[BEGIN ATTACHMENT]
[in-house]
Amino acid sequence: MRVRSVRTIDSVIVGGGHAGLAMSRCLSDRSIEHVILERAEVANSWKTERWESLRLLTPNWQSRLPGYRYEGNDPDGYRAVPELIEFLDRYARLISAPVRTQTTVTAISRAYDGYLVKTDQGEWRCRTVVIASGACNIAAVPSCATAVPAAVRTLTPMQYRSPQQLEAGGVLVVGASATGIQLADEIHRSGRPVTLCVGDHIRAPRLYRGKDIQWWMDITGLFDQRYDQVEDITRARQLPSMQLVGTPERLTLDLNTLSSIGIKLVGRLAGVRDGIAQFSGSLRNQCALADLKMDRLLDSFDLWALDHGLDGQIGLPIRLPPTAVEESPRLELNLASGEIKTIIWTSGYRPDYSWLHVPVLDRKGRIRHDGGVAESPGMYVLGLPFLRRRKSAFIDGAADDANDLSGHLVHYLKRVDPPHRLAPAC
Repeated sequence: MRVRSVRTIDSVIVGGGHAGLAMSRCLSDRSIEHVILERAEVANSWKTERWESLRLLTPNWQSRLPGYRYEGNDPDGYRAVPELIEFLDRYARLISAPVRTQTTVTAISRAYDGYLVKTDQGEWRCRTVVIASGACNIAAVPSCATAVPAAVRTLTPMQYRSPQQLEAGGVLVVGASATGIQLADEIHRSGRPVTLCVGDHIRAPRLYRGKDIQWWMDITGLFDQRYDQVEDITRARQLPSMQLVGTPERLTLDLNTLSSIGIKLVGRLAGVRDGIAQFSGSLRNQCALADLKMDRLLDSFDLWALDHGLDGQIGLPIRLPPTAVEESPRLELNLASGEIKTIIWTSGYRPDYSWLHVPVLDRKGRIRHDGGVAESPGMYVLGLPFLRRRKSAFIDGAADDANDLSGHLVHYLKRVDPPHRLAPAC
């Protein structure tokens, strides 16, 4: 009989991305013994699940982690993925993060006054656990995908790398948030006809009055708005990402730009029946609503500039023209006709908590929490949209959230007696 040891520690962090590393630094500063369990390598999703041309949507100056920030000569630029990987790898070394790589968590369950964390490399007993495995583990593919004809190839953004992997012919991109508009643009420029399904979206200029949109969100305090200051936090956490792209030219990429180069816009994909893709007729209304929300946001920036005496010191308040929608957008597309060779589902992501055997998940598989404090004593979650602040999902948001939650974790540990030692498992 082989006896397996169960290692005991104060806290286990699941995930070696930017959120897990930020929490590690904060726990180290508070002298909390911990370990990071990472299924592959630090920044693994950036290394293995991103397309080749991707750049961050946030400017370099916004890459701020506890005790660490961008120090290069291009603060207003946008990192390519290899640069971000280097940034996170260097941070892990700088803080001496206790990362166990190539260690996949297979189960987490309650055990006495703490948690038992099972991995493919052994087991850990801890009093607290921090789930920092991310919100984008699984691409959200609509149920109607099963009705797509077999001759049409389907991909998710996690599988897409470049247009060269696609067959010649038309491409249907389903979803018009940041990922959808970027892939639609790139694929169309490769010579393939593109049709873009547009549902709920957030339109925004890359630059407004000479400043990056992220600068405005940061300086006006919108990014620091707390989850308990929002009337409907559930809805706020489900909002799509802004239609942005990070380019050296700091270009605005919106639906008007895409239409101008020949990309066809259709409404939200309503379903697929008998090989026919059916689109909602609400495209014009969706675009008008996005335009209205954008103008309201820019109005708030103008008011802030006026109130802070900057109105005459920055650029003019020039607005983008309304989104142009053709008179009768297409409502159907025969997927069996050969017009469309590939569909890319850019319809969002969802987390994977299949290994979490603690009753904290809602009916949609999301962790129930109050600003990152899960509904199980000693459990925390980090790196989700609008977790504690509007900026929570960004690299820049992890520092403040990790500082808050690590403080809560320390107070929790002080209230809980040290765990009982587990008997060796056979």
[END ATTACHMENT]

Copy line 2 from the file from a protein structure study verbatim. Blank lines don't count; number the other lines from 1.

Amino acid sequence: MRVRSVRTIDSVIVGGGHAGLAMSRCLSDRSIEHVILERAEVANSWKTERWESLRLLTPNWQSRLPGYRYEGNDPDGYRAVPELIEFLDRYARLISAPVRTQTTVTAISRAYDGYLVKTDQGEWRCRTVVIASGACNIAAVPSCATAVPAAVRTLTPMQYRSPQQLEAGGVLVVGASATGIQLADEIHRSGRPVTLCVGDHIRAPRLYRGKDIQWWMDITGLFDQRYDQVEDITRARQLPSMQLVGTPERLTLDLNTLSSIGIKLVGRLAGVRDGIAQFSGSLRNQCALADLKMDRLLDSFDLWALDHGLDGQIGLPIRLPPTAVEESPRLELNLASGEIKTIIWTSGYRPDYSWLHVPVLDRKGRIRHDGGVAESPGMYVLGLPFLRRRKSAFIDGAADDANDLSGHLVHYLKRVDPPHRLAPAC